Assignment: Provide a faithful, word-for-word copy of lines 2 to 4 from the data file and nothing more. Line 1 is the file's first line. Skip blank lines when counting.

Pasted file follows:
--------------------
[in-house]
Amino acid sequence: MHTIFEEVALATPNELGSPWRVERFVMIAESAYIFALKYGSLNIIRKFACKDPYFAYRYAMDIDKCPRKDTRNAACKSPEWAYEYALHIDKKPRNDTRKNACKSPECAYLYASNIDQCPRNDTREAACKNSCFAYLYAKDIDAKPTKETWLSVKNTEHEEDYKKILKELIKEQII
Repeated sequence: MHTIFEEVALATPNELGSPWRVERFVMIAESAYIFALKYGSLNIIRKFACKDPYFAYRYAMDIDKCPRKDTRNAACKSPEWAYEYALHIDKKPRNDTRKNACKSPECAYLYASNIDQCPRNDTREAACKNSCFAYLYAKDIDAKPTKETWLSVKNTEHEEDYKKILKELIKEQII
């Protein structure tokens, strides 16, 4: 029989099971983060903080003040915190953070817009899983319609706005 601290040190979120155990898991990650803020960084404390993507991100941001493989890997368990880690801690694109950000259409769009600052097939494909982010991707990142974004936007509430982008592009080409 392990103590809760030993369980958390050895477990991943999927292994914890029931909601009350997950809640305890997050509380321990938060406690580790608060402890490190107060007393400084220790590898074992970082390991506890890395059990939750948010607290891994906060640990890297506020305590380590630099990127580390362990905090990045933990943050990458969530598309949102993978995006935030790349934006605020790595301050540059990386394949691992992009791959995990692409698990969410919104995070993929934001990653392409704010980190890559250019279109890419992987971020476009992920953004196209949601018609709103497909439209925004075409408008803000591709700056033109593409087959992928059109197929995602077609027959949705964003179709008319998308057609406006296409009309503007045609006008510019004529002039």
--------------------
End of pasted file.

Amino acid sequence: MHTIFEEVALATPNELGSPWRVERFVMIAESAYIFALKYGSLNIIRKFACKDPYFAYRYAMDIDKCPRKDTRNAACKSPEWAYEYALHIDKKPRNDTRKNACKSPECAYLYASNIDQCPRNDTREAACKNSCFAYLYAKDIDAKPTKETWLSVKNTEHEEDYKKILKELIKEQII
Repeated sequence: MHTIFEEVALATPNELGSPWRVERFVMIAESAYIFALKYGSLNIIRKFACKDPYFAYRYAMDIDKCPRKDTRNAACKSPEWAYEYALHIDKKPRNDTRKNACKSPECAYLYASNIDQCPRNDTREAACKNSCFAYLYAKDIDAKPTKETWLSVKNTEHEEDYKKILKELIKEQII
């Protein structure tokens, strides 16, 4: 029989099971983060903080003040915190953070817009899983319609706005 601290040190979120155990898991990650803020960084404390993507991100941001493989890997368990880690801690694109950000259409769009600052097939494909982010991707990142974004936007509430982008592009080409 392990103590809760030993369980958390050895477990991943999927292994914890029931909601009350997950809640305890997050509380321990938060406690580790608060402890490190107060007393400084220790590898074992970082390991506890890395059990939750948010607290891994906060640990890297506020305590380590630099990127580390362990905090990045933990943050990458969530598309949102993978995006935030790349934006605020790595301050540059990386394949691992992009791959995990692409698990969410919104995070993929934001990653392409704010980190890559250019279109890419992987971020476009992920953004196209949601018609709103497909439209925004075409408008803000591709700056033109593409087959992928059109197929995602077609027959949705964003179709008319998308057609406006296409009309503007045609006008510019004529002039």